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Categorized under: Advanced Energy Systems, Policy

De-Risking Decarbonization

Guest Author: Bruce Phillips, CATF Board Member

How do we get to the airport when we have an important flight to catch? What we don’t do is leave at the last minute without thinking about whether there is a traffic jam on the way, whether the airport parking garage is full or the length of the airport security lines. If we did this, we might still catch our flight, but only if we were lucky and everything went right. Instead, what most of us have learned to do is first look at Google Maps or Waze for traffic conditions, check the airport website for parking conditions and consider whether it is a busy time for airport security – and then adjust our travel plans as needed.

Why do we do this? Because there are many “what if” uncertainties involved with getting to the airport – traffic jams, full garages, and long security lines among others. If we don’t anticipate and manage these, the trip becomes risky. Our chances of catching the flight are better with planning, multiple travel routes and parking options, and the flexibility to adjust our way to the boarding gate. This doesn’t guarantee we’ll catch the flight but goes a long way to increasing our chances. Put another way, this is “de-risking” the travel process.

This type of thinking can also improve our chances of achieving full decarbonization in a timely manner. Some have posited that we can reach deep decarbonization by mid-century through deployment of 100 percent renewable energy resources. But, like catching a plane on time, relying on 100 percent renewables to achieve full decarbonization by mid-century presents many uncertainties. Since these create a significant risk of failure, we need instead to pursue a strategy that increases our chances of success.

The variables that create risk of failure for the 100 percent renewable pathway include:

  • Multiple elements: The 100% renewables path to full decarbonization rests on many technologies: wind and solar, a nationwide transmission grid, seasonal storage, and load management programs among others.
  • The essential nature of each: For these to fully decarbonize the electric sector, each is needed. Under the 100% renewables path, decarbonization does not rest on one or two or three of these elements, they are all essential.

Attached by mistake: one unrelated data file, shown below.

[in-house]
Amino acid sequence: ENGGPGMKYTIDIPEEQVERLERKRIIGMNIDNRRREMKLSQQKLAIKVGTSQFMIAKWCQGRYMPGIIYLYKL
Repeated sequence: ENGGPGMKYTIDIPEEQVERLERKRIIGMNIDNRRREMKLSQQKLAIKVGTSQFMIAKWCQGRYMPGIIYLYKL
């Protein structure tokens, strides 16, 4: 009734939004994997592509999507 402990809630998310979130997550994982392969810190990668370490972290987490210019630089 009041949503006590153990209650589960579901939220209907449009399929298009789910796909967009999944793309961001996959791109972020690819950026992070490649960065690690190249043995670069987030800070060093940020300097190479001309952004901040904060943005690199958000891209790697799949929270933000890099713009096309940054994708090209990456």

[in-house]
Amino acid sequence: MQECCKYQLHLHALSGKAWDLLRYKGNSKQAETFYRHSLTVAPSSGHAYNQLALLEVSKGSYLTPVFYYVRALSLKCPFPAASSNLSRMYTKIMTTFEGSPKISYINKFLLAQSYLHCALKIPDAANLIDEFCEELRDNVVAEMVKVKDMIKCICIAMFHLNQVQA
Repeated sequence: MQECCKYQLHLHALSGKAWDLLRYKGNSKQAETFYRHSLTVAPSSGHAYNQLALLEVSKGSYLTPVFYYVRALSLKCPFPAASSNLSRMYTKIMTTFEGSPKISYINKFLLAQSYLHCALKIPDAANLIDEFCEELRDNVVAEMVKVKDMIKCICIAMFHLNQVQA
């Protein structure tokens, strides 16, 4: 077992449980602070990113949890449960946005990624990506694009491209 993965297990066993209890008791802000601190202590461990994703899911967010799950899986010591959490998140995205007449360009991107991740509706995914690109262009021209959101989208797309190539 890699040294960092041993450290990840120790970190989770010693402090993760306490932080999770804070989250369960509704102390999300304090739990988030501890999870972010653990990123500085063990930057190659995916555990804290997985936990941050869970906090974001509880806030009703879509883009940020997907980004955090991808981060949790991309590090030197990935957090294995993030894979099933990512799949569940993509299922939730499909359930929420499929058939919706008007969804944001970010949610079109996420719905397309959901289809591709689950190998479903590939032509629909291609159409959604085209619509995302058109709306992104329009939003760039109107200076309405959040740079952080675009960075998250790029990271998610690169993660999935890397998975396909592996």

• Meaningful uncertainty with each: Each of these is also uncertain. To illustrate this, consider five questions. Will wind and solar be scaled up to provide 100% of energy given their land use impacts? Will the public accept a new nationwide transmission grid? Will new seasonal storage technologies be commercialized? Will customers accept load management and curtailment? Will the public pay the full system cost of all this?

Overcoming these uncertainties is certainly possible but taken together they make this a risky path to full decarbonization.

Consider this simple example. Assume each of the five uncertainties has a likelihood of 90%. If the only uncertainty was the wind and solar scale up, the overall chance of successful decarbonization would be 90%. But if there are two uncertainties – wind and solar scale up, and also transmission build out – the chances fall from 90% to 81% (simply 90% times 90%). As each additional uncertainty is added, the overall chance of success continues to drop. With five uncertainties, the overall chance of success is only 59%. That is close to a 50/50-coin flip, and far from a dependable approach.

What is the Likelihood of Success without Robust Risk Management?

Even if each element is reasonably achievable, the cumulative chance of achieving all five is materially lower. Assuming each has a 90% chance of being realized, the likelihood of achieving all five is just 59%.

Likelihood Success Risk Management Chart

These odds can be improved with multiple options and flexibility. To return to the example, if we had three independent paths, each with a likelihood of 59%, the overall chance of success would be 95%, a very substantial improvement over the 100% renewables path by itself.

Technological Diversity Increases the Likelihood of Success

Pursuing multiple technology paths in parallel increases the likelihood of success. Assuming each of three other technology paths has an overall 50% chance of being realized* the likelihood of full decarbonization rises from 59% to 95%.

Likelihood Success Technology Diversification_Chart

*Note this 50% assumption is the overall likelihood of each flexible base technology path, not the risk elements underlying those paths. As such it is comparable to the 50% overall likelihood of the VRE-Centric path and a conservative assumption in relative terms.

This observation, that strategies relying on diverse options and flexibility have better chances of success than inflexible strategies, is really just common sense. We would do well to use it in de-risking the decarbonization challenge.

For a more complete illustration of this concept, see this slide deck prepared for CATF and the Rand Corporation.